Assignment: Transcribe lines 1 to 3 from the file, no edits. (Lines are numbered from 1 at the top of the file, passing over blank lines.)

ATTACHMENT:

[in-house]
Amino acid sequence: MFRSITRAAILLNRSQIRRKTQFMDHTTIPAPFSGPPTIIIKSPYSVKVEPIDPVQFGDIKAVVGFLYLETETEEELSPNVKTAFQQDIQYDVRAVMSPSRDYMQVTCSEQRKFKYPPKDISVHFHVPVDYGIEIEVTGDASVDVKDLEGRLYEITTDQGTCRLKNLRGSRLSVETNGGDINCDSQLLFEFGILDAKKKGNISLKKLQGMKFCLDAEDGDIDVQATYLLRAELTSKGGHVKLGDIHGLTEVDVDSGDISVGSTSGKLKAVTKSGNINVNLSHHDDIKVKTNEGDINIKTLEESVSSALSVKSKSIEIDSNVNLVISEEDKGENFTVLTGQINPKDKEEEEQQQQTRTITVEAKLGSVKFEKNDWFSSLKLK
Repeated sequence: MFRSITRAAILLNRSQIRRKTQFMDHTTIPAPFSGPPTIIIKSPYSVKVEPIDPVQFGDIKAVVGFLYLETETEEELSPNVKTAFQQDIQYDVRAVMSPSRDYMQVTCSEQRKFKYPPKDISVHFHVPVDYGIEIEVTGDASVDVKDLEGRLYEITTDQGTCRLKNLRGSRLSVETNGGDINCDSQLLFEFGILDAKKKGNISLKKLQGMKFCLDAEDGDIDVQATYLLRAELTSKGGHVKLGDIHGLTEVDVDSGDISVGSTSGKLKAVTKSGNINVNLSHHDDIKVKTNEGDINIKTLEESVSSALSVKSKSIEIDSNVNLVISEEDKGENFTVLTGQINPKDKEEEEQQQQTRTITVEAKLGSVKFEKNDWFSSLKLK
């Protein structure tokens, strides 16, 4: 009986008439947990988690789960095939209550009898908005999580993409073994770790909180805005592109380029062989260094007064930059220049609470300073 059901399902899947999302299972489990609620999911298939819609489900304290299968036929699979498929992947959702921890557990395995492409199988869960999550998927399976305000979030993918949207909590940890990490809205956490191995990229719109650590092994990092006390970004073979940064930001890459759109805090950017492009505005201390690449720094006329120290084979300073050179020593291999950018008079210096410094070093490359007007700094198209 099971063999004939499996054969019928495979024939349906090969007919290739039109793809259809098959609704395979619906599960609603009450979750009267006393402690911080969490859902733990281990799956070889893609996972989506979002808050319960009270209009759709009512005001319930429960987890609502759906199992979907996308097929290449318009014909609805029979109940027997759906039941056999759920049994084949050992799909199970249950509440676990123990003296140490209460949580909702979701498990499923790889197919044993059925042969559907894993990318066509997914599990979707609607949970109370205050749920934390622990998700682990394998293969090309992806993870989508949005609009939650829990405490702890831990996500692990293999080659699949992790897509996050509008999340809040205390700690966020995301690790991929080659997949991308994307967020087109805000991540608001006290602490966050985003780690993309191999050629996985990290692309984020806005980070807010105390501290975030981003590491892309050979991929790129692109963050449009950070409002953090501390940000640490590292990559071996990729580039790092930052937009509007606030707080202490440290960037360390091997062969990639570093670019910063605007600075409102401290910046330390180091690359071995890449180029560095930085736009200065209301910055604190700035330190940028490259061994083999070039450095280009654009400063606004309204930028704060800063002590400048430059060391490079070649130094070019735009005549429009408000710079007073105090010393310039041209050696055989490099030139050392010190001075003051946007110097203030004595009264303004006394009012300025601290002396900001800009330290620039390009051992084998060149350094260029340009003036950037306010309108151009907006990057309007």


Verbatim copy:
[in-house]
Amino acid sequence: MFRSITRAAILLNRSQIRRKTQFMDHTTIPAPFSGPPTIIIKSPYSVKVEPIDPVQFGDIKAVVGFLYLETETEEELSPNVKTAFQQDIQYDVRAVMSPSRDYMQVTCSEQRKFKYPPKDISVHFHVPVDYGIEIEVTGDASVDVKDLEGRLYEITTDQGTCRLKNLRGSRLSVETNGGDINCDSQLLFEFGILDAKKKGNISLKKLQGMKFCLDAEDGDIDVQATYLLRAELTSKGGHVKLGDIHGLTEVDVDSGDISVGSTSGKLKAVTKSGNINVNLSHHDDIKVKTNEGDINIKTLEESVSSALSVKSKSIEIDSNVNLVISEEDKGENFTVLTGQINPKDKEEEEQQQQTRTITVEAKLGSVKFEKNDWFSSLKLK
Repeated sequence: MFRSITRAAILLNRSQIRRKTQFMDHTTIPAPFSGPPTIIIKSPYSVKVEPIDPVQFGDIKAVVGFLYLETETEEELSPNVKTAFQQDIQYDVRAVMSPSRDYMQVTCSEQRKFKYPPKDISVHFHVPVDYGIEIEVTGDASVDVKDLEGRLYEITTDQGTCRLKNLRGSRLSVETNGGDINCDSQLLFEFGILDAKKKGNISLKKLQGMKFCLDAEDGDIDVQATYLLRAELTSKGGHVKLGDIHGLTEVDVDSGDISVGSTSGKLKAVTKSGNINVNLSHHDDIKVKTNEGDINIKTLEESVSSALSVKSKSIEIDSNVNLVISEEDKGENFTVLTGQINPKDKEEEEQQQQTRTITVEAKLGSVKFEKNDWFSSLKLK